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Digging into county’s world-record history

Guests and guides about to explore Glenfield Tunnel

Guests and guides about to explore Glenfield Tunnel

Fourteen Novus Rotary members and guests explored Glenfield Tunnel which, when it opened in 1832, was the world’s longest steam railway tunnel.

The Rotarians did not walk all 1796 yards to the highlight of their trip. That was about 400 yards into the tunnel beneath one of the shafts up which rock and soil would have been lifted up after being dug by ‘navvies’

All the way there and back they were listening to an entertaining and informative talk by Chris Hossack, of the Leicestershire Industrial History Society. They learned that one of the deaths in the tunnel happened when one of the tunnel diggers fell to his death down one of the shafts.

Looking up... one of the shafts where excavated soil and rock was hoisted to the surface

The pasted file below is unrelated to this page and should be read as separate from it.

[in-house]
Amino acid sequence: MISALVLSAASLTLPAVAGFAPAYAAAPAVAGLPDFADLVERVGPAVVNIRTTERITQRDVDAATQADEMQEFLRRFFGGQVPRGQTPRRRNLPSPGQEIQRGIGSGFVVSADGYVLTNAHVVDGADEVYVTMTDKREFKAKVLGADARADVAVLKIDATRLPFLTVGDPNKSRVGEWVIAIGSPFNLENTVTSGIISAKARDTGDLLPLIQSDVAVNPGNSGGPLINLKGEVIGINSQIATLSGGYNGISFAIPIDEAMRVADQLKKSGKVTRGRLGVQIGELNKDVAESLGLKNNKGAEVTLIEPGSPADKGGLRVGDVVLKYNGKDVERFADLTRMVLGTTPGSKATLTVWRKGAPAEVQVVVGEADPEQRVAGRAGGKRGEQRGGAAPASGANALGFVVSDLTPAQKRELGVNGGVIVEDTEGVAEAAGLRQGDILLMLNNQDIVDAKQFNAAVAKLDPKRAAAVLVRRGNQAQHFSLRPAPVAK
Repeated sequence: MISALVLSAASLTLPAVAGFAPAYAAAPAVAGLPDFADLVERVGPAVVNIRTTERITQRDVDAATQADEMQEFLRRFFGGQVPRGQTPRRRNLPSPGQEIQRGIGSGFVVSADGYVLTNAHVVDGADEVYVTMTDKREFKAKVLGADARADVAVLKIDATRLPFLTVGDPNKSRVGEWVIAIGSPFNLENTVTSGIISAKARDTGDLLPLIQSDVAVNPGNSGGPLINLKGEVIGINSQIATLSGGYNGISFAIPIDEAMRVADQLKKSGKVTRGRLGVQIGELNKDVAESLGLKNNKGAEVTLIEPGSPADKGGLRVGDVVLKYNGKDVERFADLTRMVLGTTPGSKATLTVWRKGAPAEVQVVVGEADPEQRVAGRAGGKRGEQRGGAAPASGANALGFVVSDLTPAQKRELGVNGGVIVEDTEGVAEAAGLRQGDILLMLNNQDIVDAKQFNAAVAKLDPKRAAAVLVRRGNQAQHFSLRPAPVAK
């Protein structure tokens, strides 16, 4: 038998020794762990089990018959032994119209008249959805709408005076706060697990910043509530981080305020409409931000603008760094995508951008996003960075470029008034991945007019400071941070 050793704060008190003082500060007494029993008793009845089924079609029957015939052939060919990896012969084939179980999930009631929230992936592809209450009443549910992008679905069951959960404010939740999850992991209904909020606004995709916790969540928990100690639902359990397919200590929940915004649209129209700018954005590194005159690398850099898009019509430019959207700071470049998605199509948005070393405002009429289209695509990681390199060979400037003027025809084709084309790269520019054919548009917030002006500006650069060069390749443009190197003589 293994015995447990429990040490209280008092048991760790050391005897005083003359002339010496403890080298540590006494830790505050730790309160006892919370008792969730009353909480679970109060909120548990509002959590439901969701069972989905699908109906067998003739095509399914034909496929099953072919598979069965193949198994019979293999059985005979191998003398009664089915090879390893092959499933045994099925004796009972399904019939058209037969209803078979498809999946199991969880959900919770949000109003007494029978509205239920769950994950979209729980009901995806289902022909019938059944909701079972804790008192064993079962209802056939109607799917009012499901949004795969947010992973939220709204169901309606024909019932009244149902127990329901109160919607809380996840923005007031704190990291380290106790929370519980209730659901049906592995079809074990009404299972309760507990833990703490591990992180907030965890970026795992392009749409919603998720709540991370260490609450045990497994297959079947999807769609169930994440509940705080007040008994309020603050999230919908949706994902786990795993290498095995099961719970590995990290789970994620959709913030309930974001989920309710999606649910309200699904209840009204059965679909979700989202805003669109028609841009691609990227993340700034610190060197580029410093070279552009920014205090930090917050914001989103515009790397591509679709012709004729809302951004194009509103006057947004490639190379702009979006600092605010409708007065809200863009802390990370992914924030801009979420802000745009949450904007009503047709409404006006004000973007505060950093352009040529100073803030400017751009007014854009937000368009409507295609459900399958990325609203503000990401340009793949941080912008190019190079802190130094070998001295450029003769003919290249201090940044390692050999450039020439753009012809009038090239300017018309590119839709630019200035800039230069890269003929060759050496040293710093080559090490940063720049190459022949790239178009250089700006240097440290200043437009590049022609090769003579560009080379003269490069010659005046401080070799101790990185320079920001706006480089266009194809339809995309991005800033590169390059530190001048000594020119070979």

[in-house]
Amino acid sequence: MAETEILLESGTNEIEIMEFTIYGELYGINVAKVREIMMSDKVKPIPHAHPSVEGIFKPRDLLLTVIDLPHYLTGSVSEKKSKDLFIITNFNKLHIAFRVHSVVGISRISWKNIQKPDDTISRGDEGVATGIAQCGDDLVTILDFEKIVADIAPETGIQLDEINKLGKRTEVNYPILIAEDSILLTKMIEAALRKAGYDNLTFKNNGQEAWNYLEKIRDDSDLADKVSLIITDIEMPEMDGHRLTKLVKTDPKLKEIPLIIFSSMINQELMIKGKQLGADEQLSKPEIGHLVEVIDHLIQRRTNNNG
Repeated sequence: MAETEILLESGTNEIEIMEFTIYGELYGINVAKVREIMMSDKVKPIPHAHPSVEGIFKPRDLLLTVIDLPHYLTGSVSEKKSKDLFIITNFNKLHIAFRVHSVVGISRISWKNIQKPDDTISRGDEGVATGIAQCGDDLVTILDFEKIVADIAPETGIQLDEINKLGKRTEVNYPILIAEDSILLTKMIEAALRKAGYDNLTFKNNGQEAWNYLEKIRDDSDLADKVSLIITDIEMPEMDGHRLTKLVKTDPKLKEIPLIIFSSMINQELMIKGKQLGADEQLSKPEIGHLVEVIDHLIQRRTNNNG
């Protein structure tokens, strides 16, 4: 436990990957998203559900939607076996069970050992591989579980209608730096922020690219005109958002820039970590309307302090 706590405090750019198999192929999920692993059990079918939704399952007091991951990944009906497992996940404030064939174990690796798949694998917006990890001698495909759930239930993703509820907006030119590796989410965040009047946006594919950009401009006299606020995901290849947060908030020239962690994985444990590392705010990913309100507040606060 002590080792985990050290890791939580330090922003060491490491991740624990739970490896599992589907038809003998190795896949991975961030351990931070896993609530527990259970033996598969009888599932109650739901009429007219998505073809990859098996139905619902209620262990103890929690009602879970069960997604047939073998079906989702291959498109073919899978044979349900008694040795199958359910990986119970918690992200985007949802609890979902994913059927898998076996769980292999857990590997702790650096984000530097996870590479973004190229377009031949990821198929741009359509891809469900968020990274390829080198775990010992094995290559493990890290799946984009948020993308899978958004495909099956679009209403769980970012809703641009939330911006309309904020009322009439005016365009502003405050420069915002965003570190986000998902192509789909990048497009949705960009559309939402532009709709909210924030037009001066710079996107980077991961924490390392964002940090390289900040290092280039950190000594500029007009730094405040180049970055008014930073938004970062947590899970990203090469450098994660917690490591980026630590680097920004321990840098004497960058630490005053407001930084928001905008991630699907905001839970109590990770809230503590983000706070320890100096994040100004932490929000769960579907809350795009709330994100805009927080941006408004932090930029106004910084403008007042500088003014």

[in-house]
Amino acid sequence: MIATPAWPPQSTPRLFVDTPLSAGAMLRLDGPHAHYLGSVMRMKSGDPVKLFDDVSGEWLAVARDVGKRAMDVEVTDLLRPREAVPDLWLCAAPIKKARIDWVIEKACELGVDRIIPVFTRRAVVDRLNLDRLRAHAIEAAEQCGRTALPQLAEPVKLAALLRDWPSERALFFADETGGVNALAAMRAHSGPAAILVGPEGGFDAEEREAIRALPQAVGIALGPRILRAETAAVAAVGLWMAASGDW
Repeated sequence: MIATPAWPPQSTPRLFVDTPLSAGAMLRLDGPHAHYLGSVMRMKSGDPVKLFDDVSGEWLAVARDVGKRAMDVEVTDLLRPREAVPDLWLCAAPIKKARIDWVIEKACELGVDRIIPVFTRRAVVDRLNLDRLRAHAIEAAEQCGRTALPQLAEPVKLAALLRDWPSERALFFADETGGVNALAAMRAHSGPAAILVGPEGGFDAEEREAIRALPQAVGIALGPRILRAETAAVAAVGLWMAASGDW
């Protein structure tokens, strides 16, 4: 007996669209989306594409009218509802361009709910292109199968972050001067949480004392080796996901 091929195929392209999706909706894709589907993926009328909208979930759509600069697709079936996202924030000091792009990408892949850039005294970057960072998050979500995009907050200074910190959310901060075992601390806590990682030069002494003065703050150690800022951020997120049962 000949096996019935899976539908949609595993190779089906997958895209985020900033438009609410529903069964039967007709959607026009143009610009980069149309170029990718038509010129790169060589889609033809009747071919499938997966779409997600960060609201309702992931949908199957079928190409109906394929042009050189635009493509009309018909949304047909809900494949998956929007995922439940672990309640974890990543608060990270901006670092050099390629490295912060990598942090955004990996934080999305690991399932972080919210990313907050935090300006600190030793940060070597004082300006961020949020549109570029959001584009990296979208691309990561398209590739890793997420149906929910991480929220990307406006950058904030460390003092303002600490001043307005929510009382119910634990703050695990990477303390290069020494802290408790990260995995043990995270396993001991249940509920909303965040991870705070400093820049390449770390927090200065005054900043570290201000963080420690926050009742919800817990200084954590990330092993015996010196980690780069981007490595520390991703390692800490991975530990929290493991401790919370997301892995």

Looking up… one of the shafts where excavated soil and rock was hoisted to the surface

The tunnel took two years to dig. It was part of a crucial 16-mile link between the coal mines of North West Leicestershire and the West Bridge area of Leicester where coal was transferred to boats to be taken to market along the canal network.

Although the tunnel was bought by Leicester City Council for a fiver early this century, many people are unaware of its existence and its route. But the ventilation shafts can be seen in private gardens and — most visibly — near the junction of New Parks Way and Kemp Road.

The Leicestershire Industrial History Society takes thousands of people each year on the guided tours. To book a place on one, e-mail: lihsvisitgt@virginmedia.com

Rotary organiser Jim Matthews proposed a vote of thanks to Chris and his colleagues, saying it had been a fascinating trip which had uncovered many facts not known by even long-term local residents.